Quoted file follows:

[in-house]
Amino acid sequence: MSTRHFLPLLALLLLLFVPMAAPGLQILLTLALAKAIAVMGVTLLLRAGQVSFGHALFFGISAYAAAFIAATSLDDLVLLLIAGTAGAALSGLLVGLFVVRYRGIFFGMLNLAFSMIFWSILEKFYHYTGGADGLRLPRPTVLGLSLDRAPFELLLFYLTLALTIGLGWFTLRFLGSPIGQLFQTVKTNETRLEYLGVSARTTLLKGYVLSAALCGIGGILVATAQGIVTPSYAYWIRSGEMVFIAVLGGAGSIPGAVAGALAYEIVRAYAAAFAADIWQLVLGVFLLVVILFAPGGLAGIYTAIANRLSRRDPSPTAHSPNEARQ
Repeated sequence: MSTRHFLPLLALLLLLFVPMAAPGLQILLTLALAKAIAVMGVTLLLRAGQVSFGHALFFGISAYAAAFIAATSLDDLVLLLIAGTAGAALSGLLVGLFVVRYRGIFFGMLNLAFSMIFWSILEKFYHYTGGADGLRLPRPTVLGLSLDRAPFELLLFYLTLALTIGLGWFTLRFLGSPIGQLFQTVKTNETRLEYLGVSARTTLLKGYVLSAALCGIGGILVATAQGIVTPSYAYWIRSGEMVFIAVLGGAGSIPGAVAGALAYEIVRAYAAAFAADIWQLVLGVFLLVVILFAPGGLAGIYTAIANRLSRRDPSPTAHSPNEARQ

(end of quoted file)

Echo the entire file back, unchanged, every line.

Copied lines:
[in-house]
Amino acid sequence: MSTRHFLPLLALLLLLFVPMAAPGLQILLTLALAKAIAVMGVTLLLRAGQVSFGHALFFGISAYAAAFIAATSLDDLVLLLIAGTAGAALSGLLVGLFVVRYRGIFFGMLNLAFSMIFWSILEKFYHYTGGADGLRLPRPTVLGLSLDRAPFELLLFYLTLALTIGLGWFTLRFLGSPIGQLFQTVKTNETRLEYLGVSARTTLLKGYVLSAALCGIGGILVATAQGIVTPSYAYWIRSGEMVFIAVLGGAGSIPGAVAGALAYEIVRAYAAAFAADIWQLVLGVFLLVVILFAPGGLAGIYTAIANRLSRRDPSPTAHSPNEARQ
Repeated sequence: MSTRHFLPLLALLLLLFVPMAAPGLQILLTLALAKAIAVMGVTLLLRAGQVSFGHALFFGISAYAAAFIAATSLDDLVLLLIAGTAGAALSGLLVGLFVVRYRGIFFGMLNLAFSMIFWSILEKFYHYTGGADGLRLPRPTVLGLSLDRAPFELLLFYLTLALTIGLGWFTLRFLGSPIGQLFQTVKTNETRLEYLGVSARTTLLKGYVLSAALCGIGGILVATAQGIVTPSYAYWIRSGEMVFIAVLGGAGSIPGAVAGALAYEIVRAYAAAFAADIWQLVLGVFLLVVILFAPGGLAGIYTAIANRLSRRDPSPTAHSPNEARQ